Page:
Chief James Tate, who began leading GW Police a year ago, discussed the department’s new training and transparency initiatives as well as his vision for the future.
By Tatyana Hopkins
Even through a year of unprecedented disruptions, the George Washington University Police Department’s newest leader, Chief James Tate, said the department has been working over the past year to not only protect the community but also to serve as a resource in times of need.
Aiming to improve campus policing, Mr. Tate, who started in the position last January, said boosting accountability and transparency within the department have been among his highest priorities in his first year of service at GW.
“As a world-class university, we should have a world-class police department,” he said. “That means that we’re the kind of police department that provides the level of professional service that our community expects and deserves from us.”
Mr. Tate said over the past year GWPD has implemented measures both internally and externally to build better relationships with the GW and surrounding communities and to improve the department’s reputation and legitimacy.
Last month, in an effort to increase transparency, the department released its first annual statistical overview, a new report that tracks community complaints filed against GW police officers over a three-year period including how many complaints led to internal investigations, were found to be true and led to disciplinary action over a three-year period.
“Distributing that information to the public helps them understand that we’re here to serve them,” Mr. Tate said, “and this is the kind of information we don’t mind sharing and should be sharing.”
In the spring GWPD will also release its first ever racial profiling report, which captures demographic information about the people GWPD interact with on and around campus. Collected through the department’s incident report system and new body camera program, the information includes the person’s race, gender and whether the person was searched or arrested.
Hoping to produce the report every year, he said it would help the department understand whom they are interacting with most frequently and whether they need to make adjustments in how they engage with particular groups.
In addition to sharing data about GWPD’s community interactions, Mr. Tate said the department also has worked to build better relationships with the community, especially through some of the past year’s most divisive times.
He said although the department has had to adapt quickly to some of the unique challenges that presented themselves over the past year—including the COVID-19 pandemic, which emerged just six weeks into his transition, and a variety of public demonstrations—it has used them as opportunities to positively engage with the community.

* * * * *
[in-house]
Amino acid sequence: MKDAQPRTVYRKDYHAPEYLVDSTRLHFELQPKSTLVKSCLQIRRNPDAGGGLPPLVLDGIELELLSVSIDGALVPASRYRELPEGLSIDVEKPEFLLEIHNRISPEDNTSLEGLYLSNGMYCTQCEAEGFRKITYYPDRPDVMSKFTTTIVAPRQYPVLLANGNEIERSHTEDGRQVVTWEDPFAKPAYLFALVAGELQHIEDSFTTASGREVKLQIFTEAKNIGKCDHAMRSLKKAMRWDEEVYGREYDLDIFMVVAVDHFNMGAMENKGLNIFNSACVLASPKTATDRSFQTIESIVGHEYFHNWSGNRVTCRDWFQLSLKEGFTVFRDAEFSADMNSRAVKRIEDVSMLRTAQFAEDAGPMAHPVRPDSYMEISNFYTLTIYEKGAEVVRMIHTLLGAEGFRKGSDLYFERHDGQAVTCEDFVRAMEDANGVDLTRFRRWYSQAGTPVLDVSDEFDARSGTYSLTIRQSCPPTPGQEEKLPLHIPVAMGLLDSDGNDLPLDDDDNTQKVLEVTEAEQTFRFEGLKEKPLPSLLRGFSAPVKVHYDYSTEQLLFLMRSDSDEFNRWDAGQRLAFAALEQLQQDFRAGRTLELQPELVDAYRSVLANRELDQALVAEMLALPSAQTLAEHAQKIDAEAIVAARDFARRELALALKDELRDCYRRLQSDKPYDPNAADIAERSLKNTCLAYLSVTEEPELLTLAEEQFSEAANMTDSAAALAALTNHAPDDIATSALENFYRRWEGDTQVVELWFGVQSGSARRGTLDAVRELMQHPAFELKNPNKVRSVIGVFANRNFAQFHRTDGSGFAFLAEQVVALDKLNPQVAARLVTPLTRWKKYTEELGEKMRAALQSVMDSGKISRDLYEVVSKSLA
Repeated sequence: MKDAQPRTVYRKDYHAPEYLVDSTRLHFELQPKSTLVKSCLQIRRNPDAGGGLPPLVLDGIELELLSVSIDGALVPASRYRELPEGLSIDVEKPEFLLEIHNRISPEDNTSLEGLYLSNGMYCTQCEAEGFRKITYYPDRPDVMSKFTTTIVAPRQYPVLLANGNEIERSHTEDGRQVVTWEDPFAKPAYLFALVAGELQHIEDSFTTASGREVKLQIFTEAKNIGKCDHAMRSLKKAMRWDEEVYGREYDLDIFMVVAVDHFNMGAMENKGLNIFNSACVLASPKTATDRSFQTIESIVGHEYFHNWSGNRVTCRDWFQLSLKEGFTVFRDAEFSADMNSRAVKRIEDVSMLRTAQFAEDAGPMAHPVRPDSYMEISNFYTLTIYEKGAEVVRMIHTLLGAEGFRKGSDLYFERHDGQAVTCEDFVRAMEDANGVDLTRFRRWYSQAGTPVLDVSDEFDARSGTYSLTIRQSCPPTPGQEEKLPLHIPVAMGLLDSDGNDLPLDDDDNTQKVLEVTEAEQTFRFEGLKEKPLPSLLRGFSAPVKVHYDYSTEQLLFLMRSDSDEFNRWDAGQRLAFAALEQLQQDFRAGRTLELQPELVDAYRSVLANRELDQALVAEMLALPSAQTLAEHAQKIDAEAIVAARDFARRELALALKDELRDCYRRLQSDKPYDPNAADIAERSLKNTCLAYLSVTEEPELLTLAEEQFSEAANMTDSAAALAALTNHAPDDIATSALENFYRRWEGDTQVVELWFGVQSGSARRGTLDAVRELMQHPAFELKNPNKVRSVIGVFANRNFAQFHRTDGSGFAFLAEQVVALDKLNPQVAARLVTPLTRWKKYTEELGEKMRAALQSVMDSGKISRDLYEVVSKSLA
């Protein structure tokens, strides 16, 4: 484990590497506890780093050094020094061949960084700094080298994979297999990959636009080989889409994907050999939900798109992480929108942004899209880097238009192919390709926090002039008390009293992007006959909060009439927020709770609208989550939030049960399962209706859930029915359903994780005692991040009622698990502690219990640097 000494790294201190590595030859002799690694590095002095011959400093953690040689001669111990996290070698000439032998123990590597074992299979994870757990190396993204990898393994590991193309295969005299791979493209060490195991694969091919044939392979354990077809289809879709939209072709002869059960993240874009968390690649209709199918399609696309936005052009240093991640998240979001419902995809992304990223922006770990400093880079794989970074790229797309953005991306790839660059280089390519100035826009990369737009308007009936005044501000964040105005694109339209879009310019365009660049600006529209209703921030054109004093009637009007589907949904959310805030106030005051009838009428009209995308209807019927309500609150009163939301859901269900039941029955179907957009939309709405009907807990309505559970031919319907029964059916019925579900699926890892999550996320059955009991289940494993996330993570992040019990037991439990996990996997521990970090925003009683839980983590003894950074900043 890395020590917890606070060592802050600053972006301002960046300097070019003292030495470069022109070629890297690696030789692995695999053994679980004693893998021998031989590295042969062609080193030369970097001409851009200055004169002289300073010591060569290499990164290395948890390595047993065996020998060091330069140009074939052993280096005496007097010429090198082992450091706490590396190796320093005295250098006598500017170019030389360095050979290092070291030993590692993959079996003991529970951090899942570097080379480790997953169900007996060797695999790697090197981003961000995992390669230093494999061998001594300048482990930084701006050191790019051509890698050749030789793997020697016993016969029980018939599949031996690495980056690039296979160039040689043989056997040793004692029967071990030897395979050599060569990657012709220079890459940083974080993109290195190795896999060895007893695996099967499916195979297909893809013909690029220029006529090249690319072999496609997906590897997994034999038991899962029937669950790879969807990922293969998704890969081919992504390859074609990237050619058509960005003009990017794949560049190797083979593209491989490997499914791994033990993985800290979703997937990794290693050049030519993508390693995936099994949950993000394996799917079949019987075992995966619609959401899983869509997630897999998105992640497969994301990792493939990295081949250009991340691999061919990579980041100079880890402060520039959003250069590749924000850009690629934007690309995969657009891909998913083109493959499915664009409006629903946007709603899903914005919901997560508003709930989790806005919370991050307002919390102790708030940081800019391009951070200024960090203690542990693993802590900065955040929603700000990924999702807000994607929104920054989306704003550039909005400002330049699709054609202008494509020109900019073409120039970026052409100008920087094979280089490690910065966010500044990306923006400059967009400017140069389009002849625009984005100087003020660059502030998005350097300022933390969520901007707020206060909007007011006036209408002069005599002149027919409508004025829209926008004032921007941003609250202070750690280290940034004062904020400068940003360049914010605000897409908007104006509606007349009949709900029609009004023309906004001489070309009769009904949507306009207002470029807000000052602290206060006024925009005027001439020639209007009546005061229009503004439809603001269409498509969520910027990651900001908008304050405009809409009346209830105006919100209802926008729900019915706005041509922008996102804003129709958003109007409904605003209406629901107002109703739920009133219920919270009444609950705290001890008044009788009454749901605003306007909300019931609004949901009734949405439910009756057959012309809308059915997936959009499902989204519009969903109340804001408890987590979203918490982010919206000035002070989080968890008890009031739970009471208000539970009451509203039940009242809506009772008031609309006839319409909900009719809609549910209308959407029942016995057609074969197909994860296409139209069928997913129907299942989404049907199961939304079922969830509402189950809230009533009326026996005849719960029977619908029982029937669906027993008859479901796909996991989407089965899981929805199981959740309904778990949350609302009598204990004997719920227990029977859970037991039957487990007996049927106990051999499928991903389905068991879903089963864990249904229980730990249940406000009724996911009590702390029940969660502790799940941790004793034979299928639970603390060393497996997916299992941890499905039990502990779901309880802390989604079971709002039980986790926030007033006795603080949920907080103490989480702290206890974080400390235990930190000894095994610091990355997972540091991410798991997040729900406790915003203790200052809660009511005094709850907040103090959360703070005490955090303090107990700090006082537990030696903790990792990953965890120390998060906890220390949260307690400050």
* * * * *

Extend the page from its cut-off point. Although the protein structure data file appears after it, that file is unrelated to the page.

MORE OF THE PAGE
“I’ve worked at other universities where there have been First Amendment demonstrations, but not at one that has quite as many as we have here in the nation’s capital,” he said.
Recognizing the importance of engaging organizers during the summer’s Black Lives Matter demonstrations, Mr. Tate said GWPD began to engage with the leaders before planned activities.
“My goal was to always to try and understand what their goal was, in terms of what they wanted to accomplish during their demonstration, and I wanted to know how we could help them do that while keeping them safe and the campus safe at the same time,” he said. “I think those efforts really paid off. They were pleased with our outreach.”
Recently, Mr. Tate hired a community outreach officer, who will continue the work of creating “positive touch points between GWPD and [GW] students” by meeting regularly with student organization leaders to engage them in discussions about the department.
He said proactive community outreach as well as the new body-camera program, which rolled out in September and requires officers to record all community interactions, will boost the department’s ability to prevent, and also resolve, negative community interactions.
“When I get a citizen's complaint or community member’s complaint and they tell me what happened on the scene, I can immediately go to the camera and look at the footage.” Mr. Tate said. “I feel good about that. It helps us to quickly address the issue and build trust along with credibility on the spot.”
He said the body-camera program also will help citizens to feel at ease about reporting incidents.
Internally, GWPD has also undergone reforms to support its efforts to increase community policing. This includes a revamped training program that doubles that amount of basic training that GWPD officers receive from 11 weeks to over 20 weeks and expands to incorporate topics such as unconscious bias training, de-escalation and defense tactics.
Officers will also receive ongoing training in crime scene investigations. Mr. Tate said the reformed training system, which will also expand beyond classroom learning to practical role-play demonstrations, will help keep the department in line with best practices.
“Good training means that an officer is going to use better judgement when he or she faces a critical incident,” he said. “If they’re using better judgement, that makes all of us safer.”
In the future, he also hopes to update the department’s hiring policies to include not only physical and written assessments but also police background checks, which focus more on a person's honesty, integrity and past job performance, and interviews with a panel that include students.
By increasing the competency levels of GWPD officers and level of community outreach, Mr. Tate said the department will function to serve as community resource.
“We are guardians, not warriors, and we should approach every interaction that way,” he said. “When we're dealing with our community, it can't be us against them. I want the community to see us as a resource and someone they can trust, rather than the opposite of that.”